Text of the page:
33. With an appropriate bridge, proper functions specialized for one level of organization may be evoked at others. The rhythm of a marching band, for example can generate microcoordination among hundreds of marchers. We would not expect the evolution of a capacity, "group-marching ability" to evolve for marching in large groups, as there is no reason to suppose that either large groups or marching bands (or an equivalent) were repeatedly assembled until recently in human history. Technology, crucial for achieving agriculture and settlement life, also bridges domains of application and the psychological correlates of coordination, particularly where technology eliminates the constraints of time and space that have traditionally characterized human social organization (Caporael, 1987). We "reach out and touch someone" thousands of miles away by using a telephone. Radio and television can be used to extend group identity to millions of people by invoking national category boundaries rather than ethnic, religious, or professional ones.

34. Specialized affordances may be combined (e.g., a heart surgery team combines affordances for microcoordination and distributed cognition). There may be other recognizable configurations for human activity in addition to core ones, but all human action, and all selective action at the organism environment level, is situated in group contexts plus the solitary or individuated state (e.g., being alone in a crowd). For analytic purposes, affordances can be decomposed. Piloting an airplane involves highly evolved microcoordinative abilities, and, counterintuitively, would not be evolutionarily novel. Getting into an airplane -- sharing a small contained space with hundreds of strangers -- is evolutionarily novel.


35. David Hull (1988) provides an excellent description of scientific organization that can be used to illustrate how repeated assembly, core configurations, and their psychological correlates could be used. He proposed that scientists competed for citations, priority, and recognition, but they had to cooperate to achieve their ends. He also saw that the social organization of science, its demic structure, was very important. My interest here is to use his excellent observations to illustrate an analogy between the demic structure of science and that of traditional societies.

36. Hull (1988) identified a scientific demic structure consisting of the individual scientist, research groups, "conceptual demes," and seasonal society meetings. These correspond to the typical organization among nomadic hunter gatherer groups: a nested hierarchy composed of work groups, microbands, and seasonal macrobands (Jarvenpa & Brumbach, 1988). To these configurations, we must add the dyad. In both instances -- in science and among hunter-gatherers -- group-size numbers at these four levels are fairly constant; dyads, about 3-5 individuals, 30-50 individuals, and 100-500 individuals (Birdsell, 1972; Hull, 1988). In both cases, isolates have reduced viability, and must be part of a subgroup with sufficient "critical mass" to persist. As Hull noted, isolated scientists are not very productive. Also, scientists do not usually begin a new research group as social isolates; they must bring some of the old group members with them or attract new recruits.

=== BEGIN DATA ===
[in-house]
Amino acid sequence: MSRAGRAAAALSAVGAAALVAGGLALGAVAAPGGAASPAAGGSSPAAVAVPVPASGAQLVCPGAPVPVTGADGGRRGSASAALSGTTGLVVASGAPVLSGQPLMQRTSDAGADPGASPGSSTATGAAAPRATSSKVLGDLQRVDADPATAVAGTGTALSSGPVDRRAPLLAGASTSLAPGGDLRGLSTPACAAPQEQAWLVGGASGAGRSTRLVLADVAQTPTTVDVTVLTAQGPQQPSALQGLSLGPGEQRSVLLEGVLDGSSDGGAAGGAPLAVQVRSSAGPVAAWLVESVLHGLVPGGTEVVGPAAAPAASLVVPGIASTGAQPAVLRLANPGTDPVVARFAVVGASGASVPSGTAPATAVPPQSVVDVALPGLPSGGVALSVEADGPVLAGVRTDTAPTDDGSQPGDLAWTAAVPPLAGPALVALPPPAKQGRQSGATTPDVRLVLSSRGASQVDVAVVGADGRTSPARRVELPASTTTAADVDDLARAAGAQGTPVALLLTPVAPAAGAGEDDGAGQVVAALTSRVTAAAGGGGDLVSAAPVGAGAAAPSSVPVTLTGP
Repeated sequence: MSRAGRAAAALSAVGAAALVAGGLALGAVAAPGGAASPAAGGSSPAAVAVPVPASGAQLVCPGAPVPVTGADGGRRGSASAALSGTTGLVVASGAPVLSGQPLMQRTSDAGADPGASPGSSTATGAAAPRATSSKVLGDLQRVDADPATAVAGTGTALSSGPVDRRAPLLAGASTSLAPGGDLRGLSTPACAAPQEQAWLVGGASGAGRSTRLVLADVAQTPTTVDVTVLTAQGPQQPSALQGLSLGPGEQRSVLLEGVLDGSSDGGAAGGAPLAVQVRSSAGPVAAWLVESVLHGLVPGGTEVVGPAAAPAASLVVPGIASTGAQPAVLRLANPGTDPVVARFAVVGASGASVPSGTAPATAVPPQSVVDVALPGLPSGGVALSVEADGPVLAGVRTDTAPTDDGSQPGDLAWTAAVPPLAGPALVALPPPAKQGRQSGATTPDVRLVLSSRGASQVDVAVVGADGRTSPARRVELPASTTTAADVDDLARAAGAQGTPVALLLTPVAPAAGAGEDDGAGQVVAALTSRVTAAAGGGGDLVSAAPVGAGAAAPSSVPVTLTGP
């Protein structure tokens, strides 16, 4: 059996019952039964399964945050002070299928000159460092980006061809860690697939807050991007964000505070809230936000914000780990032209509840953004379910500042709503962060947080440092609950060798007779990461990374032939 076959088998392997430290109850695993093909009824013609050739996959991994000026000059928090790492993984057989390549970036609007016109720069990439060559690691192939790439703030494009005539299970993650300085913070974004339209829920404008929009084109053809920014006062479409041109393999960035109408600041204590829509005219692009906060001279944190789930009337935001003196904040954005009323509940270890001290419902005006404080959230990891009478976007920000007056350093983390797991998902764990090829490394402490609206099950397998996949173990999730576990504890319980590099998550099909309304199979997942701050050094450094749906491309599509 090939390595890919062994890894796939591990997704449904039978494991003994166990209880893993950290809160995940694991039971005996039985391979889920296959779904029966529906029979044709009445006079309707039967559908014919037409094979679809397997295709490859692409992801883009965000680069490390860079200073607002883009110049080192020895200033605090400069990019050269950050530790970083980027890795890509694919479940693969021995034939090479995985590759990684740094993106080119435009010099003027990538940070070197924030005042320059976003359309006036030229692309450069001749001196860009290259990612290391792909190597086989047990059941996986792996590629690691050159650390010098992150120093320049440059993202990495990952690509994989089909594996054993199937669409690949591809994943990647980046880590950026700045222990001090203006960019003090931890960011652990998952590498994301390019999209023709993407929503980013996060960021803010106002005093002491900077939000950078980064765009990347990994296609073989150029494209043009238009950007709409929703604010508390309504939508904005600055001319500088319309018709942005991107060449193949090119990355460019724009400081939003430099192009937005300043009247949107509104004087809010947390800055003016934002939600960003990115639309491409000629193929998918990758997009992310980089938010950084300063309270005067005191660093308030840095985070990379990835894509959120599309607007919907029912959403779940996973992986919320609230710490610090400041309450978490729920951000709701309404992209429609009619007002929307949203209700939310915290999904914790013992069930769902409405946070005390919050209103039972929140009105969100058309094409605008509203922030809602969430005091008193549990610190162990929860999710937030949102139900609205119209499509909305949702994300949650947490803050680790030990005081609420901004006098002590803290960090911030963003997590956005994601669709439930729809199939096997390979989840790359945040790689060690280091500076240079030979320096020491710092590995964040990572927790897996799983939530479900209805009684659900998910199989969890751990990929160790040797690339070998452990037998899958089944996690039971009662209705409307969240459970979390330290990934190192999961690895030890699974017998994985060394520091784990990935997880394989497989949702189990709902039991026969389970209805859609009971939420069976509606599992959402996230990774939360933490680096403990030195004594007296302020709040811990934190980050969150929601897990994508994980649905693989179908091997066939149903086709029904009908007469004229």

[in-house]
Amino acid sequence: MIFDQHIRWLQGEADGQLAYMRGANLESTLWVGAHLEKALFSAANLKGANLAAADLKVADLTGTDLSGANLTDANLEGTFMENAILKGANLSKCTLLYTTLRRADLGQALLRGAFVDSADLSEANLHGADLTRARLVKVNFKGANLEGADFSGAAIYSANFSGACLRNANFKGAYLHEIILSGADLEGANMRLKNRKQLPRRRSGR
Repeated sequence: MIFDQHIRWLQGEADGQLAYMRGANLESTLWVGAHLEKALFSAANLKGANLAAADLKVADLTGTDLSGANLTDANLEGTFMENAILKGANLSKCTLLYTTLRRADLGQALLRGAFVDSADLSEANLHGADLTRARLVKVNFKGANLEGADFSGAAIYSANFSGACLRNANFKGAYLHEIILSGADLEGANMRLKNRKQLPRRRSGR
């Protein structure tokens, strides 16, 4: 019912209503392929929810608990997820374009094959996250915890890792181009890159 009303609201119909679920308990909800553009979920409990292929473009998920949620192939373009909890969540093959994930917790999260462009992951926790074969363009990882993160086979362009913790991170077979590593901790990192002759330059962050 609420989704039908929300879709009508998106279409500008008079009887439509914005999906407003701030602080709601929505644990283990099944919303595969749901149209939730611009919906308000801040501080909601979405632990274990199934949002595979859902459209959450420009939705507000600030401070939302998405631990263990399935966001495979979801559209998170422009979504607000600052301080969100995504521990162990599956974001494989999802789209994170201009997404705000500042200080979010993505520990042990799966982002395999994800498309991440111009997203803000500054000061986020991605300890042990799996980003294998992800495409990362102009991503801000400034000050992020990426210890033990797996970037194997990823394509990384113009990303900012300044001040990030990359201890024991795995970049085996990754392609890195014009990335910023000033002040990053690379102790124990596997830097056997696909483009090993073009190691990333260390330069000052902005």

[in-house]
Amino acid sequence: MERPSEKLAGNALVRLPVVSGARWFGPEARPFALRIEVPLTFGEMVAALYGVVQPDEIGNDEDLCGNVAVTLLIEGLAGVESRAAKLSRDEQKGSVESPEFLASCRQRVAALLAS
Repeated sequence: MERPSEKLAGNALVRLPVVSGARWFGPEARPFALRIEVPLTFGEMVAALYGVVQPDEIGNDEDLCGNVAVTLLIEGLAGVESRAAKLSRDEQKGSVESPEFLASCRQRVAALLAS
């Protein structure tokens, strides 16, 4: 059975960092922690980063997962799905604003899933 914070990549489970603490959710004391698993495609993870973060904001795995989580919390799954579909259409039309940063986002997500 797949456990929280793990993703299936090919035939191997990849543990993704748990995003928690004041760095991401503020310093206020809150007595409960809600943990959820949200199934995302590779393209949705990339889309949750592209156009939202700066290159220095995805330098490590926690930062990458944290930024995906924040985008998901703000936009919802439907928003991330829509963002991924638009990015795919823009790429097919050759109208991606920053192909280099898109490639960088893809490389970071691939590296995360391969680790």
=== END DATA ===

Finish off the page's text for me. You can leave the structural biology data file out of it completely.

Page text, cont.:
37. Learning to fashion specialized tools, in stone or other materials, or to use specialized laboratory or food preparation equipment and skills is a hands-on, situated activity (like golf or tennis) requiring feedback from materials, equipment, and an experienced user to develop finely-tuned sensory-motor microcoordination. The most intense conceptual interaction with the material environment occurs in workgroups, the activities of which are influenced by the microband (conceptual deme) and feed back into it. Small research groups or intensely social small hunter-gather groups working on the environment seem to do two things. They distribute cognition; that is, they share tasks such as perception, classification, inference, memory, and contextually-cued responses in the conduct of practice and interpretation of data, or in interaction with uncertain habitat features. In the process of doing so, they draw on and contribute to a socially constructed and shared "world-view," which permits groups (hunter-gatherers or scientists) to interface with nature (cf. Jacobs and Campbell, 1961; Amann & Knorr-Cetina, 1990).

38. The product of that interface feeds into higher levels in the group system. Bands and conceptual demes are "staging communities" (Jarvenpa, 1993), which serve as "general processing and maintenance centers" for information and resources retrieved from the smaller dispersed groups; they are also loci of shared group identity. For both scientists and hunter-gatherers, seasonal macroband meetings (or yearly conventions) are important for the exchange of myths, gossip, and information about more distant areas and groups. Macrobands are also arenas for competitive games as well as the affirmation of common worldviews, the maintenance of languages (hunter-gatherers) and idiolects (scientists), and the exchange of people (mates, new PhDs, or disgruntled members). For science, unlike hunter-gatherer groups, the production of articles in journals may find their way into the popular press and eventually be incorporated as "common knowledge" (e.g., almost everyone believes in atoms, germs, and innate sex differences), which remains unsituated (e.g., atoms) or is realized in interaction (e.g., sex differences).